Before the Flood, the new feature-length documentary from Leonardo DiCaprio, has been available free to watch for the past few days. If you've got the time then I highly recommend sitting down to watch the whole thing here.
If you're after the cliff notes, we've compiled a list of our favourite moments from the film.
Dicaprio sits down with Harvard economics professor and Republican Gregory Mankiw to talk about the political aspect of climate negotiations:
“Politicians, whether we call them elected leaders, are really elected followers. They do what the people want them to do…. We need to preach to the American people. Once the people are convinced the politicians will fall in line.”- Gregory Mankiw
This resonates for us because ultimately it's true. Politicians don't get elected (or re-elected) without a majority vote. In essence the Government is for the people and so it's up to us to let our leaders know that they must act on climate change now.
Keeping on the political note, we loved this one from Miami Beach mayor Philip Levine,
"The ocean is not Republican and it's not Democratic, all it knows how to do is rise."
Professor Gidon Eshel
Gidon Esehl is a professor of environmental science and physics at Bard College in New York. In 2014 he released a study that found that beef has 10 times the environmental impact of any other form of livestock. So naturally Leo and his team turned to Gidon to chat about the animal agriculture business and how it links to climate change.
"Of all the reasons for tropical deforestation, the foremost is beef. Beef is one of the most inefficient use of resources on the planet. In the U.S., 47 percent of land is used for food production and, of that, the lion's share is just to grow feed for cattle. The things that we actually eat—fruit, vegetables, nuts—it's a percent. Most importantly, cows produce methane. And methane is a powerful greenhouse gas … About 10-12 percent of total U.S. emissions is due to beef. It's staggering … Maybe not everyone is ready to eat tofu 24/7. I get that. But even if you just have to have some flesh between your teeth, if you switch to chicken, you will have eliminated 80 percent of what you emit, depending on where you are coming from."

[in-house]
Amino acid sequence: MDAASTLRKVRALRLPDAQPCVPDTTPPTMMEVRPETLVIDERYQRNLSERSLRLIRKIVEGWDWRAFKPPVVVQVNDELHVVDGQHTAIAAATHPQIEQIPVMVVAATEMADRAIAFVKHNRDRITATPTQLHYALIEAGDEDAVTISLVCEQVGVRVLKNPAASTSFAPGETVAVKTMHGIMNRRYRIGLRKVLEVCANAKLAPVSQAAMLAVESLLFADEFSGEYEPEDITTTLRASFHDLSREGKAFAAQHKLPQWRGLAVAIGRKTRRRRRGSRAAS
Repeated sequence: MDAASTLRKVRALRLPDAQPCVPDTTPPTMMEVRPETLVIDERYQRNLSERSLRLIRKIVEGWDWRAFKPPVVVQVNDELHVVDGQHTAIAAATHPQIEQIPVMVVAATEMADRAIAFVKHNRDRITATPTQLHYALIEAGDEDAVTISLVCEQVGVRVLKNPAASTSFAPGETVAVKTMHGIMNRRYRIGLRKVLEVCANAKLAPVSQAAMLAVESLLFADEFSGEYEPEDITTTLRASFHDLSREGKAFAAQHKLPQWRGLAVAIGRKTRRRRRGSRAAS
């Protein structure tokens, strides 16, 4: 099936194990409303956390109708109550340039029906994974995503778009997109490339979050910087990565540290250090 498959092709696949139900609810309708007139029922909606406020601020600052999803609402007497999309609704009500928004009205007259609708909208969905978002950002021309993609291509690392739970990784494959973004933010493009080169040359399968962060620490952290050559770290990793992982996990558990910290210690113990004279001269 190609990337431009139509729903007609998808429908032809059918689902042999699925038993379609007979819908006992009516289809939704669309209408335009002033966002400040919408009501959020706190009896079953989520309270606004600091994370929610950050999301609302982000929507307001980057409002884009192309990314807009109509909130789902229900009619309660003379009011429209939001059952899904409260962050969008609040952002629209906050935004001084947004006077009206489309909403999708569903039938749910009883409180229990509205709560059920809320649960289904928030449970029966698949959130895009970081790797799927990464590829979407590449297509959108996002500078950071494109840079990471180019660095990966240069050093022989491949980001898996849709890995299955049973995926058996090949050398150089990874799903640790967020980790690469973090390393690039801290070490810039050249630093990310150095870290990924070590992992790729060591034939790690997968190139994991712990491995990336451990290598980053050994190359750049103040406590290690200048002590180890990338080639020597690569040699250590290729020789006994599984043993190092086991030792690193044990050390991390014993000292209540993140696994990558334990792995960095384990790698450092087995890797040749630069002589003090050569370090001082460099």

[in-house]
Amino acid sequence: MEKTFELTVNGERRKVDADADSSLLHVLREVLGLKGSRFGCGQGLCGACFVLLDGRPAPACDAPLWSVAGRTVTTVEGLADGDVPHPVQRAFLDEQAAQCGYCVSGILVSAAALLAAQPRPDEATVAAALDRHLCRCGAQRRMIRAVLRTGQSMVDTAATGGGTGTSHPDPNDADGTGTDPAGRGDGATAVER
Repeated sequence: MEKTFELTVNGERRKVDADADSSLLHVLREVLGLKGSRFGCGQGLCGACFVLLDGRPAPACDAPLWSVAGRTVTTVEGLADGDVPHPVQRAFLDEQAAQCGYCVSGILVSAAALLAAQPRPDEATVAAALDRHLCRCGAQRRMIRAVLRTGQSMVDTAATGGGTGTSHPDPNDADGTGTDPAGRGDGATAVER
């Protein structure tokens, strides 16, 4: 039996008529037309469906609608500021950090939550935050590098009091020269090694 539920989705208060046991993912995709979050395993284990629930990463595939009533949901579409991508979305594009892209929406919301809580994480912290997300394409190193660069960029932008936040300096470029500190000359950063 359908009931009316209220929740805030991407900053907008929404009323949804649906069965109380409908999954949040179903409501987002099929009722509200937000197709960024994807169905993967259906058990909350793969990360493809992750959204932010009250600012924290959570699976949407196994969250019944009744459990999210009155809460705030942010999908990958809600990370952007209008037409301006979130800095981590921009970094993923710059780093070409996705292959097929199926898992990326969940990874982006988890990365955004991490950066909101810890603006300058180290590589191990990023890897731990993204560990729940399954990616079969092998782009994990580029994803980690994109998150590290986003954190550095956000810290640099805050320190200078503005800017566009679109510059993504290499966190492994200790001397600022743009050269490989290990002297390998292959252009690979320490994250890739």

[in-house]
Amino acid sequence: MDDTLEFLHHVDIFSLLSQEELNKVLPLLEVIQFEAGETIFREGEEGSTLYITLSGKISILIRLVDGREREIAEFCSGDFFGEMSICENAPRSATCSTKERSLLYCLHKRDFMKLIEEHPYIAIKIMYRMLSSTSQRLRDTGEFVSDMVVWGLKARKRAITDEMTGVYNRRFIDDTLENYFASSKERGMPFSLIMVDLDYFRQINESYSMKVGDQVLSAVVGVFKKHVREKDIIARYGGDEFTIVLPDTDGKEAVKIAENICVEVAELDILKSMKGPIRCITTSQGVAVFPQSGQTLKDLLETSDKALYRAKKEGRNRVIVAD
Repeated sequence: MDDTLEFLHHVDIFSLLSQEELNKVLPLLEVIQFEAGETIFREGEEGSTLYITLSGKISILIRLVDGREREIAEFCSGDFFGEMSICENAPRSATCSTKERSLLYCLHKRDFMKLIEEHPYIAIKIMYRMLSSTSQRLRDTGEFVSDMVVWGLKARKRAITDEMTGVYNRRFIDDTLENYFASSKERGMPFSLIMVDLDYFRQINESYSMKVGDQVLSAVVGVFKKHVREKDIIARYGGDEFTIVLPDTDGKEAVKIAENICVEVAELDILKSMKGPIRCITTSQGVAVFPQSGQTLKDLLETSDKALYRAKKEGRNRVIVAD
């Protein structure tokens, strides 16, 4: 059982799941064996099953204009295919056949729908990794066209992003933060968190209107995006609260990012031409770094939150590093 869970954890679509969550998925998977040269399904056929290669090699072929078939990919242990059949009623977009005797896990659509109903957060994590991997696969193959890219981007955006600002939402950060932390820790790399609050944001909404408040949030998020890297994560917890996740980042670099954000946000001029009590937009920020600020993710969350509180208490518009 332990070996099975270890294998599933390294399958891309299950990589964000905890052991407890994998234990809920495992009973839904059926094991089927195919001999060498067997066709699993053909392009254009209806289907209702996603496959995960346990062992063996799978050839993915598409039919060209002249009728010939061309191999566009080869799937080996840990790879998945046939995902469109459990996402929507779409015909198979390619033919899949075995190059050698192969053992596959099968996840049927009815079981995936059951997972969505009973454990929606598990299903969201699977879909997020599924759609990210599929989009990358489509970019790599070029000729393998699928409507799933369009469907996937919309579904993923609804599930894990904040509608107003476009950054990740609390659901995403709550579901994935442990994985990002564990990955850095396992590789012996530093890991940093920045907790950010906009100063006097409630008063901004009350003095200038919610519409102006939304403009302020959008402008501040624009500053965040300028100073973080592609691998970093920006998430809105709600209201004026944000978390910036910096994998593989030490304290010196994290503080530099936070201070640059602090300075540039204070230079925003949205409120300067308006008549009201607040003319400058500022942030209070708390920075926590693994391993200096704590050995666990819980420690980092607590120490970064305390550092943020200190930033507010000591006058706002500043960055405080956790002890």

We've spoken a lot about the environmental impacts about the animal-agriculture industry, the iconic documentary Cowspiracy, and how to become a vegetarian if you really, really love meat – so it was fantastic to see that diet was considered in the film.
Sunita is the director of the Centre for Science and Environment in India and her conversation with Dicaprio beautifully portrays the conundrum of developing nations and their relationship to energy.
In a country that country where energy access is as much a challenge as climate change, Sunita points out that it's hypocritical for those in the West to simply say, let's help the developing world from making the same mistakes that we did.
"I'm sorry to say this and I know you're American, so please don't take this the wrong way, but your consumption is really going to put a hole in the planet. I think that's the conversation we need to have. I'll show you charts from this perspective. [Shows page from a book]. Electricity consumed by one American at home is equivalent to 1.5 citizens of France, 2.2 citizens of Japan and 10 citizens of China, 34 of India and 61 of Nigeria. Why? Because you're building bigger, you're building more and using much more than before. The fact is we need to put the issue of lifestyle and consumption at the centre of climate negotiations."